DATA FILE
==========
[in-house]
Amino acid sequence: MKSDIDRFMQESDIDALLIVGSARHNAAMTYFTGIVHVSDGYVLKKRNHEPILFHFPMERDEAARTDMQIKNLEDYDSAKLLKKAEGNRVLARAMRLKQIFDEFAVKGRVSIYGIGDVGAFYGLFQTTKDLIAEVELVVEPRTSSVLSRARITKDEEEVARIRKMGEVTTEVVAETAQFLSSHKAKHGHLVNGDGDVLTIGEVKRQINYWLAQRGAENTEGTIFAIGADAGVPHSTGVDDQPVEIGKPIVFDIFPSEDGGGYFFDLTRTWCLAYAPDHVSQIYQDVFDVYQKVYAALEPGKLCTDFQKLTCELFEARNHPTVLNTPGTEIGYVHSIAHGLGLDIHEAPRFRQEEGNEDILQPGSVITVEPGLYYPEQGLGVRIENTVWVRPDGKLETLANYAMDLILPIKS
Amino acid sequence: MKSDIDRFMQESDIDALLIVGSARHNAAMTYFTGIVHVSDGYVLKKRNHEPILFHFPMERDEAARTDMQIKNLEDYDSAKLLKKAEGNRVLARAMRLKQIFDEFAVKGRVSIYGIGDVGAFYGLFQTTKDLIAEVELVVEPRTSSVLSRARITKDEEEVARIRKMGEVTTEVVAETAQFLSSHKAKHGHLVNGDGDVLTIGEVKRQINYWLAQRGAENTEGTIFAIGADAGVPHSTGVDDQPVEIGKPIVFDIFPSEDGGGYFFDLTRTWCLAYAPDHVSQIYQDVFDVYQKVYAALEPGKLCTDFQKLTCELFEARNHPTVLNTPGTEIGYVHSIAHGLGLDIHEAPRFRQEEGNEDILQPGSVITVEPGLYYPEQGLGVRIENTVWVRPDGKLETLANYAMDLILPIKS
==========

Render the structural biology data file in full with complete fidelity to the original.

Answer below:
[in-house]
Amino acid sequence: MKSDIDRFMQESDIDALLIVGSARHNAAMTYFTGIVHVSDGYVLKKRNHEPILFHFPMERDEAARTDMQIKNLEDYDSAKLLKKAEGNRVLARAMRLKQIFDEFAVKGRVSIYGIGDVGAFYGLFQTTKDLIAEVELVVEPRTSSVLSRARITKDEEEVARIRKMGEVTTEVVAETAQFLSSHKAKHGHLVNGDGDVLTIGEVKRQINYWLAQRGAENTEGTIFAIGADAGVPHSTGVDDQPVEIGKPIVFDIFPSEDGGGYFFDLTRTWCLAYAPDHVSQIYQDVFDVYQKVYAALEPGKLCTDFQKLTCELFEARNHPTVLNTPGTEIGYVHSIAHGLGLDIHEAPRFRQEEGNEDILQPGSVITVEPGLYYPEQGLGVRIENTVWVRPDGKLETLANYAMDLILPIKS
Amino acid sequence: MKSDIDRFMQESDIDALLIVGSARHNAAMTYFTGIVHVSDGYVLKKRNHEPILFHFPMERDEAARTDMQIKNLEDYDSAKLLKKAEGNRVLARAMRLKQIFDEFAVKGRVSIYGIGDVGAFYGLFQTTKDLIAEVELVVEPRTSSVLSRARITKDEEEVARIRKMGEVTTEVVAETAQFLSSHKAKHGHLVNGDGDVLTIGEVKRQINYWLAQRGAENTEGTIFAIGADAGVPHSTGVDDQPVEIGKPIVFDIFPSEDGGGYFFDLTRTWCLAYAPDHVSQIYQDVFDVYQKVYAALEPGKLCTDFQKLTCELFEARNHPTVLNTPGTEIGYVHSIAHGLGLDIHEAPRFRQEEGNEDILQPGSVITVEPGLYYPEQGLGVRIENTVWVRPDGKLETLANYAMDLILPIKS